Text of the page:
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of the focus points, i.e.; center is what I use. Turn off all the other focusing points, the camera cannot make up its mind which point to focus on, even when you lock it sometime it quickly stutters back and forth. I like to frame, compose, move the center over the eye, focus and lock, back to frame and snap. Sharp everytime. When I got mine I had the same problem, as have many other 20D owners... David Mecey uses the focus point in upper vert frame, or horiz right, that is also a good choice, just remember where you are hot; it will always be the one that flashes red in the viewfinder.

Robert
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Re: 20D and 24-70 2.8L focus issues??!!??
Old 07-03-2005, 03:03 PM   #5 (permalink)
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I've been shooting for 10 years and I've never had this much of a problem with soft images. I'm convinced it's a mechanical failure.

I know it's not a shutterspeed issue. I had exposures at 1/250th F5.6 and they were still soft.

My camera and lens is still at Canon. I called on Friday to check on the status and they are still working on it. [img]/ubbthreads/images/graemlins/frown.gif[/img]

I've already made arrangements to swap the whole setup from Calumet if it doesn't come back from repair at 100%.

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Re: Use only one...
Old 07-03-2005, 03:05 PM   #6 (permalink)
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I've experimented with all of the focus points. Unfortunately, all of them exhibit the same problem.

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Re: 20D and 24-70 2.8L focus issues??!!??
Old 07-03-2005, 06:25 PM   #7 (permalink)
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I'd be interested to hear how things turn out. I know lots of photographers who have shot many years who have had focus issues when coming to digital so that's why I pointed out the 4 items in my list.
Good luck with the camera. I know that I've had exceptional results from my 20D so if you have a good one (and a good lens), then you'll get great shots.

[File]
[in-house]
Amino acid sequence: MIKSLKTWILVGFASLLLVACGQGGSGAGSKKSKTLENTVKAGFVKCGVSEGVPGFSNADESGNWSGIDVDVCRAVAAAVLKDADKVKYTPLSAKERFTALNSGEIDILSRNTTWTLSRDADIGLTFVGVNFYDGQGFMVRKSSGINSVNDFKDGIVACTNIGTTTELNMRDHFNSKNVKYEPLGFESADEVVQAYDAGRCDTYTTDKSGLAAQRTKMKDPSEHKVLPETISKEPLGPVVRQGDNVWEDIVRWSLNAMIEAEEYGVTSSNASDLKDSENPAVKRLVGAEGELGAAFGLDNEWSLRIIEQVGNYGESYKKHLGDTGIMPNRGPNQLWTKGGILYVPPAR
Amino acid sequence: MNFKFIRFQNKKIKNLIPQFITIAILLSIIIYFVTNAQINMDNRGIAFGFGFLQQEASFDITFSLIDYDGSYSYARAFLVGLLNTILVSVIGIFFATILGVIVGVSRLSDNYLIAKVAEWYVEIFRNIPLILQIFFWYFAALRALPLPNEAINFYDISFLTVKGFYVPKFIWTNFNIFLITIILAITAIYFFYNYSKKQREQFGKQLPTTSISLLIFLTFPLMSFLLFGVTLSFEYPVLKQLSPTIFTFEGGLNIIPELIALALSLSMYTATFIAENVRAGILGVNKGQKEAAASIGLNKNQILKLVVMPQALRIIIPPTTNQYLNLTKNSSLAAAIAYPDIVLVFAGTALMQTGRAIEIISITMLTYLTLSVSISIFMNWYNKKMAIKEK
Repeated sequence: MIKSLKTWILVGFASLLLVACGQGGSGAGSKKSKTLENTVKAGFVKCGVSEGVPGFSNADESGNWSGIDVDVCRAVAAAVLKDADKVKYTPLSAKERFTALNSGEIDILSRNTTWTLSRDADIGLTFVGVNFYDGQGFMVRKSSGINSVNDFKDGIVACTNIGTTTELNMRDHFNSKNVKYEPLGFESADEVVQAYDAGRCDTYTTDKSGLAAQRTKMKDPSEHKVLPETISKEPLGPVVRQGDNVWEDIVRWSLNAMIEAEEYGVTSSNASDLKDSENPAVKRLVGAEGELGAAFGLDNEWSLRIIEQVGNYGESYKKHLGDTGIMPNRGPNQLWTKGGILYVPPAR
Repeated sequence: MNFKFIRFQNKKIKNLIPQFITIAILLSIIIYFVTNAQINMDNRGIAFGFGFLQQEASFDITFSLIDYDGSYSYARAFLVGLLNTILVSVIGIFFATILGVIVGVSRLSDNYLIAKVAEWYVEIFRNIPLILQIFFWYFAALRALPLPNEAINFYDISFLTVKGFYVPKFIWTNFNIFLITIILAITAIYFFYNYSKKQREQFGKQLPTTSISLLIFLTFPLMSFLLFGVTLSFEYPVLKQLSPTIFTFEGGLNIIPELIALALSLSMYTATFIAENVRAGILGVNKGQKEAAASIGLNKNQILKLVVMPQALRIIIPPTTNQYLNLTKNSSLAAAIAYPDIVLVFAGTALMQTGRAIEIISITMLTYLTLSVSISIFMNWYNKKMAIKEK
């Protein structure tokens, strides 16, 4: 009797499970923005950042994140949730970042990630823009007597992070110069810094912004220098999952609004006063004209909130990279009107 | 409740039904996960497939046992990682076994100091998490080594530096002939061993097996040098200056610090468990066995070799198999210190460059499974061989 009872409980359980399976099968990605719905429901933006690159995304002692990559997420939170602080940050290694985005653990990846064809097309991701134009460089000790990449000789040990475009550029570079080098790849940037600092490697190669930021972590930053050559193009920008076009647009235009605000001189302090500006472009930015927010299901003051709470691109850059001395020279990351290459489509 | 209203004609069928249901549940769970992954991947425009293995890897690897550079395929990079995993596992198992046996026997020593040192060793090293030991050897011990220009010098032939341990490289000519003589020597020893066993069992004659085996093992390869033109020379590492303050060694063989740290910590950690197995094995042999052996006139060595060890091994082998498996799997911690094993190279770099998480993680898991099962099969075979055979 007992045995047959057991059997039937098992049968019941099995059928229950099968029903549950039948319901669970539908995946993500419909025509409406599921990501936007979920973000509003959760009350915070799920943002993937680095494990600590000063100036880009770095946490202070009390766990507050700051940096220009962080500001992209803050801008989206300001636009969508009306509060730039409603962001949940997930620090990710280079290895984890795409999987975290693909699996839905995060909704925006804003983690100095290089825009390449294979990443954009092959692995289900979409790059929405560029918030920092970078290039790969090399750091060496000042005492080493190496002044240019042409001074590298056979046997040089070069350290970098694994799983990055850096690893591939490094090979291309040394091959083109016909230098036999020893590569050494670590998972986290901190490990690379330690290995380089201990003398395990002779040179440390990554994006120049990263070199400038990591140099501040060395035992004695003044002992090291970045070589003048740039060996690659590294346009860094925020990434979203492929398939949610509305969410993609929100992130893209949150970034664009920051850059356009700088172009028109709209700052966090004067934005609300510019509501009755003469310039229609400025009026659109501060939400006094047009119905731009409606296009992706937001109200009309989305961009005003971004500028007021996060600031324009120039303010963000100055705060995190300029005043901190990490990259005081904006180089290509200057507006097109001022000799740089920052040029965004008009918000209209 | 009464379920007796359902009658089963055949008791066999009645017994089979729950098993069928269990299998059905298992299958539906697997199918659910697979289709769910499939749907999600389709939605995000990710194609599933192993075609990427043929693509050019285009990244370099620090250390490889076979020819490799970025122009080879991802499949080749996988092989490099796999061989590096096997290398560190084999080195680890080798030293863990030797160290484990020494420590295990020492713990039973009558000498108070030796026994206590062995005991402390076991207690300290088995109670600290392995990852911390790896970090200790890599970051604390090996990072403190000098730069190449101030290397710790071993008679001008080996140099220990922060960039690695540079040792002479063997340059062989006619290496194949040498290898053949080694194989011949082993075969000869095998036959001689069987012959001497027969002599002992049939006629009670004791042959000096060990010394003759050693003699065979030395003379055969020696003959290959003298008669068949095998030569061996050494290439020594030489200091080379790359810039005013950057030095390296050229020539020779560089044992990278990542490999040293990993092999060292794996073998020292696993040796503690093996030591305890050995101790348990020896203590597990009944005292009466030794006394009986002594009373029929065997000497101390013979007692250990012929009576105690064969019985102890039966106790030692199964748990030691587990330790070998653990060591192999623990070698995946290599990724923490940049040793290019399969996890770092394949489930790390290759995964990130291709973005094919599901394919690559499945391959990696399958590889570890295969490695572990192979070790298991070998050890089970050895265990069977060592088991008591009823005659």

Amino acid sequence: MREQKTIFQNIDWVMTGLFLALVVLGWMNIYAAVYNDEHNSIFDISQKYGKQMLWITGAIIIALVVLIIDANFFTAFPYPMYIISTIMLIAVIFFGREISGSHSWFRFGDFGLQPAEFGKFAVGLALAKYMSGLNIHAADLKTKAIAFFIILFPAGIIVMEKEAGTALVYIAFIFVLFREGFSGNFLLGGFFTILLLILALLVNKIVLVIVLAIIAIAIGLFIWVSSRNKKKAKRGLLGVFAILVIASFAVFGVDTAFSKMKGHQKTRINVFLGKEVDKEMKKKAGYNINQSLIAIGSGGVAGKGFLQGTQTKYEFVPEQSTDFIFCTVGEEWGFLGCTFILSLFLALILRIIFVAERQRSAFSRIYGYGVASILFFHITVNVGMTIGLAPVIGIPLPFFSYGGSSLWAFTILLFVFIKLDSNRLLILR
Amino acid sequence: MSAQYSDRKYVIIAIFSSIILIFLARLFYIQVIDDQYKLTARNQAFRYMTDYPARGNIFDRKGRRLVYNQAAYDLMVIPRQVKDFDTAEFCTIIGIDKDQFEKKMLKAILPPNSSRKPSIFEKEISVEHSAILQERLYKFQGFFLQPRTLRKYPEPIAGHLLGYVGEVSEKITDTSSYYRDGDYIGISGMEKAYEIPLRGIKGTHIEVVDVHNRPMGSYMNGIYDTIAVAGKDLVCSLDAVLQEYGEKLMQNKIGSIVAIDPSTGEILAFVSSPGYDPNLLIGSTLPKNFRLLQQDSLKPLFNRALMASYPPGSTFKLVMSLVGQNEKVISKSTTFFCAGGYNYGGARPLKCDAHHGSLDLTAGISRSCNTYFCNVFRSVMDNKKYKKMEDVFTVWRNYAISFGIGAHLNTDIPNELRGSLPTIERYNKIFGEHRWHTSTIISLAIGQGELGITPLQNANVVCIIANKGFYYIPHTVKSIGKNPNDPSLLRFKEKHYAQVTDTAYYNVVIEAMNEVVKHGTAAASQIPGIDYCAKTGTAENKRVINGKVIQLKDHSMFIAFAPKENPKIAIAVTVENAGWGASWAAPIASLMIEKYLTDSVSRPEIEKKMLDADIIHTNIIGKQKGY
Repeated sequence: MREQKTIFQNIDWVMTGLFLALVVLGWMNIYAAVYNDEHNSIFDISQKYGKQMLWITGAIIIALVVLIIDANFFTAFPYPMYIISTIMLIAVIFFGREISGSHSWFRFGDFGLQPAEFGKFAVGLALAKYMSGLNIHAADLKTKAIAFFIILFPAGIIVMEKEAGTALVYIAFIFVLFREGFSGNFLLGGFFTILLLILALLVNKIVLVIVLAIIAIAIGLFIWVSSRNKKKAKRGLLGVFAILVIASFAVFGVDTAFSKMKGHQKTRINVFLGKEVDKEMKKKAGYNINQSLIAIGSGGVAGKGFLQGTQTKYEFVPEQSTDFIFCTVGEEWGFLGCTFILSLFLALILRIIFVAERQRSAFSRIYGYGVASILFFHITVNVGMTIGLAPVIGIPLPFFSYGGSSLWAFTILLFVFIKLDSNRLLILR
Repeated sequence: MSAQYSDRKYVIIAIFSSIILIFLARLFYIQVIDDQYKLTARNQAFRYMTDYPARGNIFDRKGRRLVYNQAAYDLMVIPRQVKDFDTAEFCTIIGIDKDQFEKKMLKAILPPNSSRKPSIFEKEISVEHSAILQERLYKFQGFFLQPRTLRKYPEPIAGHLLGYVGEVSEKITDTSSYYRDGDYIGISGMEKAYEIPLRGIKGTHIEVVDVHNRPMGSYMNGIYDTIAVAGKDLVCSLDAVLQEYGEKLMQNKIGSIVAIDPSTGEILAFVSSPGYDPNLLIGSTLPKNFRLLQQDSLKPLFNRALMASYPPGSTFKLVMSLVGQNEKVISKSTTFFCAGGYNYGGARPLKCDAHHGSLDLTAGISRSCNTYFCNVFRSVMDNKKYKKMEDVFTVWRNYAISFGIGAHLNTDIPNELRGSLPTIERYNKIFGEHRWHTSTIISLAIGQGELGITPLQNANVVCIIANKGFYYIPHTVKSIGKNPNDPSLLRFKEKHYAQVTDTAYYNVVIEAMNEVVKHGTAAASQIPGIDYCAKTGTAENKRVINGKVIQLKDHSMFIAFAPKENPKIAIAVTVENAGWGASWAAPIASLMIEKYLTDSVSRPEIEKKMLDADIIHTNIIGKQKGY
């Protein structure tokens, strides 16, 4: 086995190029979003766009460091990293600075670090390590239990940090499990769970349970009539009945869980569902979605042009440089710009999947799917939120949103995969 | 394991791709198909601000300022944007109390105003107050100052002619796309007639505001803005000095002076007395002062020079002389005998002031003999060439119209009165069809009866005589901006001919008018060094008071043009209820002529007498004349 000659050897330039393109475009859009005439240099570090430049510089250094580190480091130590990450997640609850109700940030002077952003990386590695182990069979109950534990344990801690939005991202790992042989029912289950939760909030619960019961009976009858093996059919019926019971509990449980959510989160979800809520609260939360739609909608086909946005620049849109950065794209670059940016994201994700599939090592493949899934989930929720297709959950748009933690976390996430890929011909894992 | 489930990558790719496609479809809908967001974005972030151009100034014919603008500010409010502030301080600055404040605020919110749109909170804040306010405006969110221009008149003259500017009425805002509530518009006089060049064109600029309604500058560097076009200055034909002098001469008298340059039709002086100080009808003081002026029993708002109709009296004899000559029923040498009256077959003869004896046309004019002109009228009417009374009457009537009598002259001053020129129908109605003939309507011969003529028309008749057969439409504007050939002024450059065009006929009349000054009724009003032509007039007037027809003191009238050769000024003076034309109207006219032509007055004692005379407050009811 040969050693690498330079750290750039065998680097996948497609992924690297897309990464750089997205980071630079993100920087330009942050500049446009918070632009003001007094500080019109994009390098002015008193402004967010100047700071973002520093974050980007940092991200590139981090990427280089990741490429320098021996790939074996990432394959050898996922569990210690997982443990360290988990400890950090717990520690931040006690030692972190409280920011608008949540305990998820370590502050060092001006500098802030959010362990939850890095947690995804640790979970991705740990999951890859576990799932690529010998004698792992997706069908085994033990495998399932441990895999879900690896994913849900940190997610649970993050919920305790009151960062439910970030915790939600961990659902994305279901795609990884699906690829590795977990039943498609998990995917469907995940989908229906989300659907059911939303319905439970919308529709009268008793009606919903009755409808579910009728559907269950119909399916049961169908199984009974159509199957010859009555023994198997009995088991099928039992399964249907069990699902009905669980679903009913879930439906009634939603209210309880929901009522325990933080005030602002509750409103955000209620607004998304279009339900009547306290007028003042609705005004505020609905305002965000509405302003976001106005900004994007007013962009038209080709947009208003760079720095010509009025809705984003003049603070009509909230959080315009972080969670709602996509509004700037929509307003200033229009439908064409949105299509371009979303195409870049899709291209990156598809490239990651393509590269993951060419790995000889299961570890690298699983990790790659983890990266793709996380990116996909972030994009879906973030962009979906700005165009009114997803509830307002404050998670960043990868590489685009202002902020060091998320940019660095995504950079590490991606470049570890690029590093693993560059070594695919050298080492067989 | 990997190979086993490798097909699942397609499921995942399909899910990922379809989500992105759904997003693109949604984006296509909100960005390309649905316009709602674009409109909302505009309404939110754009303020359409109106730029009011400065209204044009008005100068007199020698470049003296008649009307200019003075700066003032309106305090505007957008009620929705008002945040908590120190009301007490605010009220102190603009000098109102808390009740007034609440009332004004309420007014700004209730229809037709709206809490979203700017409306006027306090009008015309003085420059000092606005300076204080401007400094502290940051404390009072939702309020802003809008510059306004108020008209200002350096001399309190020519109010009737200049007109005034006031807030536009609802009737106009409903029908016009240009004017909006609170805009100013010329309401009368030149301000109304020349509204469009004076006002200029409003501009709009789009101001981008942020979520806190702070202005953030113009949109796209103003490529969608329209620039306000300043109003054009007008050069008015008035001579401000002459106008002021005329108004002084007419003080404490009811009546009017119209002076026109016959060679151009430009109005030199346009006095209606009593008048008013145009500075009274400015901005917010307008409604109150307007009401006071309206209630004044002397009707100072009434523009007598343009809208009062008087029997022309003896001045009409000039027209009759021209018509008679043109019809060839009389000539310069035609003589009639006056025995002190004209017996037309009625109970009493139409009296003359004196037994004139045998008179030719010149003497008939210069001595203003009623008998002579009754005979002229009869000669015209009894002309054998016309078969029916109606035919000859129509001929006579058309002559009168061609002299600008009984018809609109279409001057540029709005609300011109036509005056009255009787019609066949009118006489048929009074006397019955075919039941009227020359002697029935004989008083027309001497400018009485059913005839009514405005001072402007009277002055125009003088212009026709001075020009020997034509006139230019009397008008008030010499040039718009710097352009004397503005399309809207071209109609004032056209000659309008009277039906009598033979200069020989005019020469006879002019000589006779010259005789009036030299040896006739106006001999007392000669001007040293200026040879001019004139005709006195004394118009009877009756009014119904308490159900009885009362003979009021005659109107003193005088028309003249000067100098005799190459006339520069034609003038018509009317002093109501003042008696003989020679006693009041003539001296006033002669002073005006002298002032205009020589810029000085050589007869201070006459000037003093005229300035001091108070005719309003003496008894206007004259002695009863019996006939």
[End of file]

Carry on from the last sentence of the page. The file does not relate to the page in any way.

Cheers,
rfs
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Re: Use only one...
Old 07-04-2005, 05:38 PM   #8 (permalink)
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Have you read the manual that came with your camera?

I've experienced the 20D to be much more accurate than the 10D.. however, it isn't perfect in all situations..

Certain light is dificult for any AF system. like shade.. it is a low contrast light that may not yield the most favorable results for you.. however, there ways around that... on your 24-70 L lens, there is a ring towards the front end of the lens...this is called the "manual focus ring".. and with the 24-70 L, even in auto focus mode, you can over ride the camera's "logic" and touch up the focus yourself..

Another way to help you out is by using custom function #4 set to setting #1.

This provides you with full control of the shutter release, and auto focusing opeations of the camera simply because the two functions are not controled by the same button.. instead, the shutter release becomes just a shutter release, and auto exposure lock..like when using AV, or TV mode.. The focus control is in the back of the camera, ..the one by your thumb that looks like an astrisc * (sp?) so, you can compose a shot..and focus on the spot you want, and recompose the shot slightly, and take the picture you want... which is the way I have all my cameras set up like.. It takes a little getting use to but once you have it down, there is no going back..